National maritime unions always recognized that American merchant seamen are a vital part of our nation’s economy.  Without their sacrifice and the hardships they endured our nation’s safety and prosperity would have suffered.  In 1999, four major maritime unions recognized that many “limited-tonnage” merchant mariners were unable to enjoy the benefits of representation by organized labor.  They created the Gulf Coast Mariners Association (GCMA) to showcase the benefits of organized labor and sponsored approved training programs for several years.  GCMA, later re-named National Mariners Association studied and reported upon problems unique to all limited-tonnage mariners that often were overlooked during a  broader time period from approximately 1970 to 2014.  This is reflected in many of the offerings on our website that are accurately dated and are offered as historical documents.
Today’s merchant mariners are called upon to sacrifice health, welfare, and family time by their service to their employers in particular and to a seagoing career in general.  Our Association, although it has become inactive as a membership organization, maintains its charter and will continue to utilize its limited resources to maintain this website.  We encourage those who  benefit from using this website to make small contributions to help maintain its availability.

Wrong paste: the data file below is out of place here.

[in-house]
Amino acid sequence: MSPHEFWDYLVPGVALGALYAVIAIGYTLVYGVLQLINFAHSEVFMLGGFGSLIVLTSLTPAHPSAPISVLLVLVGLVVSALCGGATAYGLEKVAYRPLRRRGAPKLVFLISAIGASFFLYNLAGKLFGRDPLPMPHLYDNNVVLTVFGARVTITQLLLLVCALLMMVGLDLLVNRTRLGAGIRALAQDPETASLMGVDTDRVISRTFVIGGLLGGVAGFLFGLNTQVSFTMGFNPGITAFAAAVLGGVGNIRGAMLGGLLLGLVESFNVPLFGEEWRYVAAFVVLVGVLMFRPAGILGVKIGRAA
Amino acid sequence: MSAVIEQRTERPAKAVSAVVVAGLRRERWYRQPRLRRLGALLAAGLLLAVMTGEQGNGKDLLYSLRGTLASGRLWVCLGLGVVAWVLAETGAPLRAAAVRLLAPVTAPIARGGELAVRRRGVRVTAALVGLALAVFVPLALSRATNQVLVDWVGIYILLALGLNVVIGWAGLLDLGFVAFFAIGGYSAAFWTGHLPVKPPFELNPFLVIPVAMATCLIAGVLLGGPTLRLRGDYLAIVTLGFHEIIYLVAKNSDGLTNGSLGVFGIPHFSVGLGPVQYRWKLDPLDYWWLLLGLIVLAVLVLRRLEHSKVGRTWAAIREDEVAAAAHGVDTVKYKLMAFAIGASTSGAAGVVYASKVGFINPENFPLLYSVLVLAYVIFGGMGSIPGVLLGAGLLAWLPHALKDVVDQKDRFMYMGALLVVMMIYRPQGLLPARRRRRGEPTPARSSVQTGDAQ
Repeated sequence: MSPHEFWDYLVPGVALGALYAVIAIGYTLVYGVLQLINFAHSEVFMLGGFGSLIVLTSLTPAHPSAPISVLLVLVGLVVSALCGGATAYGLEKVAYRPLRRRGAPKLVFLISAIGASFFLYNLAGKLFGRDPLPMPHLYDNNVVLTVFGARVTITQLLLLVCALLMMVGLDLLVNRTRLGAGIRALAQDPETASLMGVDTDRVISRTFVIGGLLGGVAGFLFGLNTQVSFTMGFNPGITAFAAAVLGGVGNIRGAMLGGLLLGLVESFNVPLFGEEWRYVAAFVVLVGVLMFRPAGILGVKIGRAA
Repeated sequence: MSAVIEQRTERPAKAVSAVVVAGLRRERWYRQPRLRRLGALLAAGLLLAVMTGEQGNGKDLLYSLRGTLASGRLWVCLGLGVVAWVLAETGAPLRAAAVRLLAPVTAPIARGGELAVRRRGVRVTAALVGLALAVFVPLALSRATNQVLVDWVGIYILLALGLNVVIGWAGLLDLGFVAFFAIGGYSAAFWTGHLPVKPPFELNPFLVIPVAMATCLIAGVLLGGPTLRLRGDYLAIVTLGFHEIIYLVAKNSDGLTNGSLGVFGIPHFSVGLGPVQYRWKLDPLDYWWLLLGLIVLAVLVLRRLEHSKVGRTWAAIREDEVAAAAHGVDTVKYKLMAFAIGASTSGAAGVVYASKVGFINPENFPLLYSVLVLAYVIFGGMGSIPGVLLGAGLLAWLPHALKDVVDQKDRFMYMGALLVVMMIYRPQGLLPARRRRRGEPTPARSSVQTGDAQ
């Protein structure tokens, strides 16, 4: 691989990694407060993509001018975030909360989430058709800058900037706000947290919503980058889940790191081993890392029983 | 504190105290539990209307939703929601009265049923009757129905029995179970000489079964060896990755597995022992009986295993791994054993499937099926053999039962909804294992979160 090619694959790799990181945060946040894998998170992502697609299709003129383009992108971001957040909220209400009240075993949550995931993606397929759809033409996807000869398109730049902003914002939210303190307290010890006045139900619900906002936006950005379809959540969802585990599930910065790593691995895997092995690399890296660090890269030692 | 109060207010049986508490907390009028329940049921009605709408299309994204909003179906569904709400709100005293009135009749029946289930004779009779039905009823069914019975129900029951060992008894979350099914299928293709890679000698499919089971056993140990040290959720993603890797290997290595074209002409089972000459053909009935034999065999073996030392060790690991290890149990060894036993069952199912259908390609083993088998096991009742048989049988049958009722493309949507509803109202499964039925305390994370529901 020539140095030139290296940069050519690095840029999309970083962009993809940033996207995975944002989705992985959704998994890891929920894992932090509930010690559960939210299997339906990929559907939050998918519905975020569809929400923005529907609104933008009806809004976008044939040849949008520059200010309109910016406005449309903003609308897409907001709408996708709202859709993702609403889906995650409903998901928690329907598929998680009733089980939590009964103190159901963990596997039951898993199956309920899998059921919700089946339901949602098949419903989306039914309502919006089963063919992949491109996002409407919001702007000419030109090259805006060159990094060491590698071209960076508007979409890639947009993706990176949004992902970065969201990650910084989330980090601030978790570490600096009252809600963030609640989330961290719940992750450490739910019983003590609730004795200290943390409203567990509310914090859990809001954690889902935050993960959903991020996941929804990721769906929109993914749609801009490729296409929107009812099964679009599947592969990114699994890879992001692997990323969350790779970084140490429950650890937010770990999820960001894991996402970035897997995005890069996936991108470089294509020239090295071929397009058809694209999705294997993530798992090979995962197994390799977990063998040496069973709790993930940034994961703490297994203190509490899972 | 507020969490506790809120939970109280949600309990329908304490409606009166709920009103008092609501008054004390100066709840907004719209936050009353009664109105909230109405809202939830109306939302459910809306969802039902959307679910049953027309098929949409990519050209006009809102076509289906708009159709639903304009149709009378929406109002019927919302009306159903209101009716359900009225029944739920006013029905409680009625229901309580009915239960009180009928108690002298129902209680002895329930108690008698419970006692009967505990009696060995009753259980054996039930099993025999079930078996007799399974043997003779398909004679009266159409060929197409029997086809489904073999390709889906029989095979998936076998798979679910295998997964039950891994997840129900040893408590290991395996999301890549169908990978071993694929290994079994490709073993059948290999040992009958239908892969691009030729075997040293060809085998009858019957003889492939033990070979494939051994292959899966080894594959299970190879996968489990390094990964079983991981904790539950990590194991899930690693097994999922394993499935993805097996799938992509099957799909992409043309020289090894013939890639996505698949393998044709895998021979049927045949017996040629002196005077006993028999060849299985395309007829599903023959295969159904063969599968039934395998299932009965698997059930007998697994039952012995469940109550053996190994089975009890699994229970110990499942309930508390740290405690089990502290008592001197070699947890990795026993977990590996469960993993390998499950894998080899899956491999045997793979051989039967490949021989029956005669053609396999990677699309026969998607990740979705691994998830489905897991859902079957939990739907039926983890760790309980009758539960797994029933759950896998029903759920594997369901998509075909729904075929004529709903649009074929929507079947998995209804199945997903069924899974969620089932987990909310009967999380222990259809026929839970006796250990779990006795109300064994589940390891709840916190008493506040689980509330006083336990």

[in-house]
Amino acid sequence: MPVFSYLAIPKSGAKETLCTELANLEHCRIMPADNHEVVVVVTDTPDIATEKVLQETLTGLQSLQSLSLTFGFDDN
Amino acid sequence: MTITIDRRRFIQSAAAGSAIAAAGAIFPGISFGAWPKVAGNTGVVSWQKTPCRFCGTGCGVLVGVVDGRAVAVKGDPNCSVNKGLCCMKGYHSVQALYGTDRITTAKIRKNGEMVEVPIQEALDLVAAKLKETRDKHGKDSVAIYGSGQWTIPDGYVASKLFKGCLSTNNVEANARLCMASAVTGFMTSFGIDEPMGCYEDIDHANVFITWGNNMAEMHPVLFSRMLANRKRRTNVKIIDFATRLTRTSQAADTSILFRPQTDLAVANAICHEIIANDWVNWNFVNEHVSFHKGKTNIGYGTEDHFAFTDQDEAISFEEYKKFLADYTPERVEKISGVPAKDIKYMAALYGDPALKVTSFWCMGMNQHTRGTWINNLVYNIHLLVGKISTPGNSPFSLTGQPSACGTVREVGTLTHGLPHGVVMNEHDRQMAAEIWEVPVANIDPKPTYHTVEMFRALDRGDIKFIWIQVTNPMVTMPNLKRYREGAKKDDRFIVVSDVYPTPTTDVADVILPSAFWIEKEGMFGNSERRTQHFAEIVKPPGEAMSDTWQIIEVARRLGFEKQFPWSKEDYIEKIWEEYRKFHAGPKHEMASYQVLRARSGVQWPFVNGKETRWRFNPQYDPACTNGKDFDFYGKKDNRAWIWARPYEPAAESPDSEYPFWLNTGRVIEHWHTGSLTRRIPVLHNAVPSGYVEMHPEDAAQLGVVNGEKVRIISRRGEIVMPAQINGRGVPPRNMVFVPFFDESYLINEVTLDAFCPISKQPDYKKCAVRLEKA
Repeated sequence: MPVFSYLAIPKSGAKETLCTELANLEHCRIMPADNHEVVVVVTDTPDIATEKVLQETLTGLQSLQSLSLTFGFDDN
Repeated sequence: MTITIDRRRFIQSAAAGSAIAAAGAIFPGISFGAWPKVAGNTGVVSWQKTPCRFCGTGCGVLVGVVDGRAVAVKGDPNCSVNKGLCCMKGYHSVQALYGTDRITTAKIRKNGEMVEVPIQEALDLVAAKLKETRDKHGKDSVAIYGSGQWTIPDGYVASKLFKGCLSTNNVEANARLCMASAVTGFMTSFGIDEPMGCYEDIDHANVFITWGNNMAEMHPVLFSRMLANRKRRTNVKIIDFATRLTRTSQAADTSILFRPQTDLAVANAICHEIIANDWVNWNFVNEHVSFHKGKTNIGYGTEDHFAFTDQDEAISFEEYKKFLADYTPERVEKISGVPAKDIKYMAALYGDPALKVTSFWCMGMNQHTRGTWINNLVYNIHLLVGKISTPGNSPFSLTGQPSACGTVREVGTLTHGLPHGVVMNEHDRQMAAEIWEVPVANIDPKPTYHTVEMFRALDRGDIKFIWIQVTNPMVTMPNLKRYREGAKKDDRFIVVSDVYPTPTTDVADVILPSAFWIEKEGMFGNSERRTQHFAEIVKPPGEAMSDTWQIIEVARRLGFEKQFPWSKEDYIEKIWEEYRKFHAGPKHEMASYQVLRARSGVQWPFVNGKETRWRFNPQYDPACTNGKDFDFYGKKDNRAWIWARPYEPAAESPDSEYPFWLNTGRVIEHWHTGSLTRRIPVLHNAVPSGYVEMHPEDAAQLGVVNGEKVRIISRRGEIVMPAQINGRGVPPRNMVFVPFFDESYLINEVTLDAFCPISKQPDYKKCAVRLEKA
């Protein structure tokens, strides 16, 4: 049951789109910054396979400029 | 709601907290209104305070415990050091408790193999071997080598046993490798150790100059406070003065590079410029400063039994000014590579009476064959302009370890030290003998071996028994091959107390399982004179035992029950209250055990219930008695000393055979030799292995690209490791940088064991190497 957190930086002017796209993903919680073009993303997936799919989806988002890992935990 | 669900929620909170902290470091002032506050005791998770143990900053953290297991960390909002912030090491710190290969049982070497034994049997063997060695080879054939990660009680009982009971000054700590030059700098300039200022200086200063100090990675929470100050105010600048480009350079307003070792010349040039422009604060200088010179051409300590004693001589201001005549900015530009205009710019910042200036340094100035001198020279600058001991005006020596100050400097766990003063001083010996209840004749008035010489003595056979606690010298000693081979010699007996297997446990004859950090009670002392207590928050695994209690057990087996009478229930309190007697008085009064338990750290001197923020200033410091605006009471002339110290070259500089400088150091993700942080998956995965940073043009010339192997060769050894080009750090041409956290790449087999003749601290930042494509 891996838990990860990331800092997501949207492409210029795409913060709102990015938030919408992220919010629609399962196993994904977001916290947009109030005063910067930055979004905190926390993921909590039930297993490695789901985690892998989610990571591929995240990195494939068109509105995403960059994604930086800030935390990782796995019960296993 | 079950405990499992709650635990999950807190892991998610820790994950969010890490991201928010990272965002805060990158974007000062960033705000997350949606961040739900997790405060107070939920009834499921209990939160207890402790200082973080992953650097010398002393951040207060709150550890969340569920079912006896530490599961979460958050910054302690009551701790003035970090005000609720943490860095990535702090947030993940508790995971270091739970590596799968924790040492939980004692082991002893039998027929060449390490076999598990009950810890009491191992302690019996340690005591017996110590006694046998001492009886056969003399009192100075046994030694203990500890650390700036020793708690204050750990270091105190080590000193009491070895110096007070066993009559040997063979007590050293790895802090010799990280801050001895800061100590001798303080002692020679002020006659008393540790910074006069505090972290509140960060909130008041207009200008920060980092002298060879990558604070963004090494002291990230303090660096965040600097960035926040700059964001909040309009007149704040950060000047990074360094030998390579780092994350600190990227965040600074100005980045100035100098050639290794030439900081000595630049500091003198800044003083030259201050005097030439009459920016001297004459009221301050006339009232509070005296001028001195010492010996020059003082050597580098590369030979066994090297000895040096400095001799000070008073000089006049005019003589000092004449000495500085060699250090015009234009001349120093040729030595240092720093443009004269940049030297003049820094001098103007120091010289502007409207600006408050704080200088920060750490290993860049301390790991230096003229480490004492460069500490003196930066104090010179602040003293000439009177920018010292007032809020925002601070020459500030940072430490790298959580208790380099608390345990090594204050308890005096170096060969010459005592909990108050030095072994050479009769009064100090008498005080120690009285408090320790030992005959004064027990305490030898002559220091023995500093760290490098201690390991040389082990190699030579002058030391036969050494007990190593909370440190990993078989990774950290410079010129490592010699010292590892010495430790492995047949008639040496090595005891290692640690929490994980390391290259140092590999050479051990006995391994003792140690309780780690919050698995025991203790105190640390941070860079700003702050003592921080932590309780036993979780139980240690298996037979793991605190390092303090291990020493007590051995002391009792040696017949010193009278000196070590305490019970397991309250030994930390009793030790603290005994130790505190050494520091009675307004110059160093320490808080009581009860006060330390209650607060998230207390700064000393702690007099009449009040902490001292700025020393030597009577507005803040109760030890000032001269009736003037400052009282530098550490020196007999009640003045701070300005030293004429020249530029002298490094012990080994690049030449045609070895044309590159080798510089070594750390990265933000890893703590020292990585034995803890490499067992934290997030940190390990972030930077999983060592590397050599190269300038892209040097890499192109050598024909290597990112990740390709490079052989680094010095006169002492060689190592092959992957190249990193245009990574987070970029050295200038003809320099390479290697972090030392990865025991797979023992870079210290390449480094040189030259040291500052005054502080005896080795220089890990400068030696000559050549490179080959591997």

The National Mariners Association (NMA) was founded as a “limited-tonnage” merchant mariner advocacy and watchdog group to engage in the political process, primarily at the national level, to improve the safety, health and social stability of a group estimated to number 126,000 merchant mariners.  The Association was active from April 15, 1999 through June 30, 2014.  Although now inactive, this website continues to serve limited-tonnage merchant mariners by maintaining access to many historically significant reports, newsletters and other documents.